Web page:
Over the past year, the stock has dropped back into a long-term downward trend that bottomed in October, and then was retested in January at around $45.50. The stock followed the rest of the market higher into the start of February, finding its latest peak at around $67.50 before dropping sharply back in the middle of the month. The stock appears to have stabilized since then at around $55 per share. The question, of course, is whether their overall fundamental strength, with that attractive dividend, and the stock’s current price action also make the stock a good value? Here are the numbers.
Fundamental and Value Profile
Magna International Inc. (Magna) is a mobility technology company. The Company’s segments include Body Exteriors & Structures, Power & Vision, Seating System and Complete Vehicles. Its product capabilities include body, chassis, exterior, seating, powertrain, active driver assistance, electronics, mirrors & lighting, mechatronics and roof systems. Its products include sealing systems, sliding folding and modular roofs, active aerodynamics, lightweight composites, fuel systems, engineered glass, body systems, electronic controllers, interior mirrors, exterior mirrors, tail lamps, small lighting, seat structures, door systems, power closure systems, mechanism & hardware solutions, foam & trim products, complete vehicle manufacturing, engineering services and fuel systems. MGA has a current market cap of about $15.9 billion.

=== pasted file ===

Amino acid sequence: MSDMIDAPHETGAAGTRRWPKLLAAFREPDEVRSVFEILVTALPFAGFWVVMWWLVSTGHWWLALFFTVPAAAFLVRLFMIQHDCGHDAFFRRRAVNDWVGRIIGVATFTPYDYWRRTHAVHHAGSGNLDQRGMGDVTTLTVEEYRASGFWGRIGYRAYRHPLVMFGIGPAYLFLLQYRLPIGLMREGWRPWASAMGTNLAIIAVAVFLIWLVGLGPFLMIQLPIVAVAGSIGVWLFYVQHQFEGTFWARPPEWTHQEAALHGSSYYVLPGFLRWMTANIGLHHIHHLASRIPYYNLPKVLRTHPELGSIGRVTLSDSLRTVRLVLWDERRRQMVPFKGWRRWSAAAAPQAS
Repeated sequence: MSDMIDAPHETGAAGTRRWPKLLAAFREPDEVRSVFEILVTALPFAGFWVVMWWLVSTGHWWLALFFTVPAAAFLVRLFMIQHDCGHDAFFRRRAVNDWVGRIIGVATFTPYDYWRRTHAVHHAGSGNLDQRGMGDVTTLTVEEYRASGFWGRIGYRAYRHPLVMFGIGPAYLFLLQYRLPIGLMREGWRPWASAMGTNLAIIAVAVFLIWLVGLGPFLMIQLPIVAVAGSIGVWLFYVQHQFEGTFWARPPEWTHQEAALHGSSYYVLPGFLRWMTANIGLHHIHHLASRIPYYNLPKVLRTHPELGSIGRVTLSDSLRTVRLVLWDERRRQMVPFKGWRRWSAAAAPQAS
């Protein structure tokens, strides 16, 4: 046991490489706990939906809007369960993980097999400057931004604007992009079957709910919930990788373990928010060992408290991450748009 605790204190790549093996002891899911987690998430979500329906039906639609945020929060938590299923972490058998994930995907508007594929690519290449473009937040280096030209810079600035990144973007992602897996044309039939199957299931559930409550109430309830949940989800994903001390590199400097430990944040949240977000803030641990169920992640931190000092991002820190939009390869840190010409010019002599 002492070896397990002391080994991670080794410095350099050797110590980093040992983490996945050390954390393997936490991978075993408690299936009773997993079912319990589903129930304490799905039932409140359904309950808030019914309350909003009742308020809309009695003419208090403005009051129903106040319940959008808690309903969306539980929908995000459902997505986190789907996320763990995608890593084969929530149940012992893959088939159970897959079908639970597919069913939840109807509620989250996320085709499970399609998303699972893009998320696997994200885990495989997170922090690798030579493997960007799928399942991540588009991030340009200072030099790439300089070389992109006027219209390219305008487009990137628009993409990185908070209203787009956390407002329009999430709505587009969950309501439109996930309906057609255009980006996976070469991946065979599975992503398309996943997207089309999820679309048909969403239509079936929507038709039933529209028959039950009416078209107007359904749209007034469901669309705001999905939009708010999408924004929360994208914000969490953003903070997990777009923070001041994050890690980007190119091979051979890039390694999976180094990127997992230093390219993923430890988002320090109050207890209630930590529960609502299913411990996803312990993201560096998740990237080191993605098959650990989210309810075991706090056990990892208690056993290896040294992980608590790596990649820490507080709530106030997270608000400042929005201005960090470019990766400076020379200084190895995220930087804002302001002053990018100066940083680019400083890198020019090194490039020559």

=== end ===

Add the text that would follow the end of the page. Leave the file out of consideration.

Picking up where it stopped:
Earnings and Sales Growth: Over the last twelve months, earnings dropped -30%; Revenues increased by a little over 5%. In the last quarter, earnings were -15% lower, while sales were 3.25% higher. MGA’s operating profile has historically been narrow, but is showing signs of weakness as inflationary questions have carried an impact. In the last quarter; Net Income versus Revenues was .99%, marking a modest improvement from 1.56% over the last twelve months.
Free Cash Flow: MGA’s free cash flow is modest, at $544 million. This number has declined over the last year, as shown by the fact Free Cash Flow was $846 million in the quarter prior and $1.15 billion a year ago. The current number translates to a Free Cash Flow Yield of about 3.39%.